King James May Have Sold His Future Into Slavery

By Gregory Moore
Updated: May 12, 2005

LeBron James is poised to be the next major ‘brand’ in the Nike fold but is his firing of agent Aaron Goodwin in favor of his friends a good move or corporate slavery?

SAN ANTONIO � LeBron James has every right to fire his agent of two years but I am really questioning whether King James understands what is going on here. I question his move because what I have going on in my head is a nightmare of massive proportions. Picture this if you will: James is in a large auditorium with a giant screen going on. In front of him he sees thousands of mindless, faceless individuals dressed in various athletic attire. Every sport is represented in that room. As he we walks down to his seat on the stage, behind him gray silhouette appears in a three dimensional fashion. As James sits down the image behind him moves and a loud booming voice suddenly appears from the speakers saying, �the world of sports agents as we know it are over. The swoosh is the essence of all being for the superstar athlete�.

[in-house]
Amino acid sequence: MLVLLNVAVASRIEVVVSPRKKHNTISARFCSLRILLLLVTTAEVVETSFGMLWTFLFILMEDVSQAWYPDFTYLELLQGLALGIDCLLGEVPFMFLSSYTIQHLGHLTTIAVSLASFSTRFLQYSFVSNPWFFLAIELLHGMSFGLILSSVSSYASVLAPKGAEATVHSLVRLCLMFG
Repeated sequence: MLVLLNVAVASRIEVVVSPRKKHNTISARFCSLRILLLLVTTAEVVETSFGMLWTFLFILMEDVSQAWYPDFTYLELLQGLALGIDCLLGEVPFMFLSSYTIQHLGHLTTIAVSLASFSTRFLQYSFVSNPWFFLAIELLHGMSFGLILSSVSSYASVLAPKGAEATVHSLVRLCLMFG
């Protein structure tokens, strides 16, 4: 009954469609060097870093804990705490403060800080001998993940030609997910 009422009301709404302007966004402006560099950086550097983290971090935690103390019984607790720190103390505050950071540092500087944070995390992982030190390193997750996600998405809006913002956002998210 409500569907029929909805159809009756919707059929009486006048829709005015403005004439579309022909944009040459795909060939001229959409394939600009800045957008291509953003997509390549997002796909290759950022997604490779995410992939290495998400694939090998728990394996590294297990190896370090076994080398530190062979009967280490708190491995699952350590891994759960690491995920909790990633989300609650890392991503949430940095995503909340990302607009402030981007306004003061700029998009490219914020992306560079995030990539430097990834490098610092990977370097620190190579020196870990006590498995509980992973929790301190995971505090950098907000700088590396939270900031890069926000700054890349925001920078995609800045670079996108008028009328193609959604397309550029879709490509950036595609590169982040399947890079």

Okay maybe my adaptation of George Orwell�s �1984� is histrionic in nature but I cannot understand why James wants to replace Aaron Goodwin, an agent that has brought him the justly riches that he deserves. I question this move because it wasn�t too long ago that James seemed to be perfectly happy with the work that Goodwin had done so far in his career. And that feeling seemed mutual when Dime magazine did a quick vignette on Goodwin, Goodwin was quick to point out that it was James� decision to have him as his agent. That was indeed a wise decision on James� part.